Gold miners operating at 20% -Zimbabwe Chamber of Mines (03-07-07)

ZIMBABWE’S Chamber of Mines has revealed that gold producers are operating below 20% of capacity while some have suspended operations over the deteriorating economy and operating environment and persistent power cuts.
In a statement made available yesterday the Chamber of Mines said the gol

d industry was operating under a very difficult environment resulting to it operating below 20% of its capacity.
“Most gold producers are operating below 20% capacity with some having suspended operations completely,” the Chamber of Mines.
The chamber earlier this month said gold output was expected to fall by 23% this year to about 8,700 kg from 11,354 kg last year as producers faced serious operational problems.
Under Zimbabwe’s laws, miners surrender their gold to sole purchaser and refiner Fidelity Refiners & Printers, and are paid mostly in local currency and get 40% in hard currency.
Gold is the main foreign currency earner accounting for 52% of total mineral production and a third of export earnings.
The chamber said the Zimbabwe dollar price set last April of Z$35,000 per gram which is US$2,33 on the official market but only US$0,23 on the black market had been eroded by inflation while their local costs soared.
“Some commodities have increased by as much as 818% in two months, yet the (gold) price remains static as if the relevant authorities are not aware of the movement in input costs,” said the chamber.
Electricity cuts for periods of more than 12 hours a day and delays by the Reserve Bank of Zimbabwe to remit the foreign currency component to producers had also hampered production
LISTED counters on the Zimbabwe Stock Exchange have cited the fixed exchange rate for low production levels which has been at $250 to the United states dollar since July 31 last year.
Statements accompanying their financial results released last month, most companies with a foreign currency earning component are unhappy over the static official exchange rate, which has been pegged at $250 when the dollar is being traded above $130 000 to the green back.
Zimsun Leisure Group said in statement accompanying its audited financial results for the six months ended 31 March, that the fixed exchange rate over the reporting period was not ideal for a conducive business environment.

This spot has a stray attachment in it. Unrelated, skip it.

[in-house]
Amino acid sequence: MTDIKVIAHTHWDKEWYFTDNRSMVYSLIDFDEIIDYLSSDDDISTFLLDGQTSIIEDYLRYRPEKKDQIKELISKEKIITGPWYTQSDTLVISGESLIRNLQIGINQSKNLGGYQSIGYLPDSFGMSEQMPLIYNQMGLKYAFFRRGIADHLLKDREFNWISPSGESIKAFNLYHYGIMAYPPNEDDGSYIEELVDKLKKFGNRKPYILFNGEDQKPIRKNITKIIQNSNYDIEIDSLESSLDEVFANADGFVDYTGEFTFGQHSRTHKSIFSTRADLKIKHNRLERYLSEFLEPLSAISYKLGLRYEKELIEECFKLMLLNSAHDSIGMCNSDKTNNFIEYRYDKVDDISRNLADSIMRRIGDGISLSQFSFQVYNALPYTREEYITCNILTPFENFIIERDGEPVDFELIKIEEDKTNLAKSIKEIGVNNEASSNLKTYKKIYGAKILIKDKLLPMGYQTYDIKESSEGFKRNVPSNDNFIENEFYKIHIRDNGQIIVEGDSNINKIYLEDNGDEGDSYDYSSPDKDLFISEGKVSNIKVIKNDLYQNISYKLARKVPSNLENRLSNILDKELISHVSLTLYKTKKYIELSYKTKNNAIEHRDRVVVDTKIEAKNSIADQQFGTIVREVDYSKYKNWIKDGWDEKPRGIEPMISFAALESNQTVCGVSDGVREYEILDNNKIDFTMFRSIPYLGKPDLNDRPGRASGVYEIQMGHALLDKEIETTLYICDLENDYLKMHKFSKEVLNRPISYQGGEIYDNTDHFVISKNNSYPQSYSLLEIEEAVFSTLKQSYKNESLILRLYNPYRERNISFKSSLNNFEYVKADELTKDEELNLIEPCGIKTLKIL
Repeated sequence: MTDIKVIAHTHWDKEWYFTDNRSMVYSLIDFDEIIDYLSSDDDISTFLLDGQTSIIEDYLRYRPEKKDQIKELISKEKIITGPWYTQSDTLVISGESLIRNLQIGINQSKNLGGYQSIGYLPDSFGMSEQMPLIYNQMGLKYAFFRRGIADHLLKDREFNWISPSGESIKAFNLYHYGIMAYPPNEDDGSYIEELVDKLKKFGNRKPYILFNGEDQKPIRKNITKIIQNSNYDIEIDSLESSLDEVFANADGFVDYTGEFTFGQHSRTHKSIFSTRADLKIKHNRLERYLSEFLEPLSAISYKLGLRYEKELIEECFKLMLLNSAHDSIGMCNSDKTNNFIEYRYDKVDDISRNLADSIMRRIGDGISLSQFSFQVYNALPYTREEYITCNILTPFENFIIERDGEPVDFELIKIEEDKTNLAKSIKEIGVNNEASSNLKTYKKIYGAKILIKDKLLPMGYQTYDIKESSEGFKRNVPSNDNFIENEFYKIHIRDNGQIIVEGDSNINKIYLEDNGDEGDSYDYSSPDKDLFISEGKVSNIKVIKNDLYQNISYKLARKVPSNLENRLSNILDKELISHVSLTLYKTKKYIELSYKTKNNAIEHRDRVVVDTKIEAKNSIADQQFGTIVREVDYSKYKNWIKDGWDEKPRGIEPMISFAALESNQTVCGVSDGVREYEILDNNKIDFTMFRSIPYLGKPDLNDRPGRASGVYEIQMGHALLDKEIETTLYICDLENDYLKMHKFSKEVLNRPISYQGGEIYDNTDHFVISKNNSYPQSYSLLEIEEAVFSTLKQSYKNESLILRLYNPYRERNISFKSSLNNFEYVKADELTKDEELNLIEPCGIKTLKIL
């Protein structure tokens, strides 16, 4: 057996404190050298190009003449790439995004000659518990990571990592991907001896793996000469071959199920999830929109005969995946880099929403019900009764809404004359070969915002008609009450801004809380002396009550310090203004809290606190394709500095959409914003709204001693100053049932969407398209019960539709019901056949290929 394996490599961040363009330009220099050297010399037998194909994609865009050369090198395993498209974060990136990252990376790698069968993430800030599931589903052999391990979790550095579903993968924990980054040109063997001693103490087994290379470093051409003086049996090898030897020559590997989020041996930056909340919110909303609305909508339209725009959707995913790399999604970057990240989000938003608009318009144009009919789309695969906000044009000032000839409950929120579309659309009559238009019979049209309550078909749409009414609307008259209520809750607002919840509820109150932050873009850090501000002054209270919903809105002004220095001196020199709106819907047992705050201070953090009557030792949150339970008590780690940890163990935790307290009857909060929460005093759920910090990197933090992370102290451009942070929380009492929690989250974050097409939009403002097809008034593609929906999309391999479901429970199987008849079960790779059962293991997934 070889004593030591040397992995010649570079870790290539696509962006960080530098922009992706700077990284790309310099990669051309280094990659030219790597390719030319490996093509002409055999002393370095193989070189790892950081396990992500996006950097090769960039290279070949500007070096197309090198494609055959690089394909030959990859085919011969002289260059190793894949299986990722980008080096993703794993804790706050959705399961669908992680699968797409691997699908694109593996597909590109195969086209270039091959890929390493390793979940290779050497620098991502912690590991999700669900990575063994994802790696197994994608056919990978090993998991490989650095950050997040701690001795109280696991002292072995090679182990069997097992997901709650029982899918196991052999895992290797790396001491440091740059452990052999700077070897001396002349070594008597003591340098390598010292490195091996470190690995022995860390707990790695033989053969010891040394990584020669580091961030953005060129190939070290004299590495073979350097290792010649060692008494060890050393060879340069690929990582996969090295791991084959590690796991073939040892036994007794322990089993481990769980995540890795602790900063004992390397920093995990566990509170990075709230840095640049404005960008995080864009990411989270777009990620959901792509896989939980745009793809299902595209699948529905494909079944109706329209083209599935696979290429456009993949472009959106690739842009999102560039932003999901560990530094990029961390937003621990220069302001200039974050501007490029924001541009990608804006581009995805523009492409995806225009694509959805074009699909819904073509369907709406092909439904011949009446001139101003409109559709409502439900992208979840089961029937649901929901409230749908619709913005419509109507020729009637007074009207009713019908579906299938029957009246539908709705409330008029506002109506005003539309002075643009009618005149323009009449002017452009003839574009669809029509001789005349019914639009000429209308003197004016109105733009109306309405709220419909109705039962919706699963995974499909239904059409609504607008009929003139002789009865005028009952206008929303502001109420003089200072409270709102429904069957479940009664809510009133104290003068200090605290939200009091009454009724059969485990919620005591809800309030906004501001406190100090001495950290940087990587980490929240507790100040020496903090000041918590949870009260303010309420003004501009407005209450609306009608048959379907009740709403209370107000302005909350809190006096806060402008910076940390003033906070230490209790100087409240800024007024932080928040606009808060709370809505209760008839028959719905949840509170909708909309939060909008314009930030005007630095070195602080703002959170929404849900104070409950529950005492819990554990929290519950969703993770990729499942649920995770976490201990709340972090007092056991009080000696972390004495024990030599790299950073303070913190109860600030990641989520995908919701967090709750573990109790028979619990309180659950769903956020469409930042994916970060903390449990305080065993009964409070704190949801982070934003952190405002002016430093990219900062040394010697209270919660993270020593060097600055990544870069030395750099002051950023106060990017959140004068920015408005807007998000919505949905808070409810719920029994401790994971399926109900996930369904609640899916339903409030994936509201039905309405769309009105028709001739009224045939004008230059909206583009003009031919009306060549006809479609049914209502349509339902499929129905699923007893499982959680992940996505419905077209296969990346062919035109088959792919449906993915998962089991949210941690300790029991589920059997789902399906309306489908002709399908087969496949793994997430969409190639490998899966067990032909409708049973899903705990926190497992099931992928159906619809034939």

Total foreign arrivals to the group’s facilities grew by 40% compared to 35% achieved the previous year. The group expressed concern on the future prospects of the company with the everincreasing inflation in comparison to the official exchange rate.
“The local economic environment will continue to pose a challenge on operations as inflation is expected to persist on an upward trend and at a faster pace in comparison to movements in the exchange rate,” said Zimsun.
The group owns The Grace Hotel Rosebank, Johannesburg in South Africa and has a signed a lucrative deal with Equatorial Guinea to develop its depressed tourism industry. It has also won a tender from Bauchi State in Nigeria to operate a safari lodge in the Yankari Game Reserve, giving it more foreign currency spinning options.
This will result in the increased inflow of foreign currency to the group when the deals bear fruit. As the 2010 FIFA World Cup approaches, it predicted a rise in tourist arrivals in the country and fears that a static exchange rate will be a threat to its performance.
On the other hand Bindura Nickel Company (BNC) experienced a six percent decrease in nickel sales and has attributed poor performance to the continued fixed exchange rate, which depressed the revenue realised.
“The revenue realised from sales was eroded by the artificially managed exchange rate. BNC did not enjoy the full benefit of the record price prevailing and was constrained in its expenditure, particularly in the payment of competitive remuneration packages. Export proceeds were converted at a static exchange rate of around $99:US$1 for the first seven moths. Thereafter the exchange rate was fixed at US$250 up to the end of the period,” said the group.
Singing from the same song sheet was Cottco on its financial results for the year ended 31 March.
“The inflation adjusted results do not fairly present the true value of US dollar denominated export sales due to distortions surrounding the official exchange rate.
“The distortions of the official exchange rate are relative to actual movements in operating costs, which if taken into account would result in a fairer reflection of the group’s underlying performance,” it said.
Cottco Group produces lint and other products for export and is one of the major foreign currency earners in the country.
Economists said the static rate is not in line with the changing fundamentals prevailing in the country.
“The exchange rate is not in line with the ever increasing inflation. As a result export viability is compromised and that is an automatic fall in revenue,” said a Hararebased economist who declined identification citing professional reasons.

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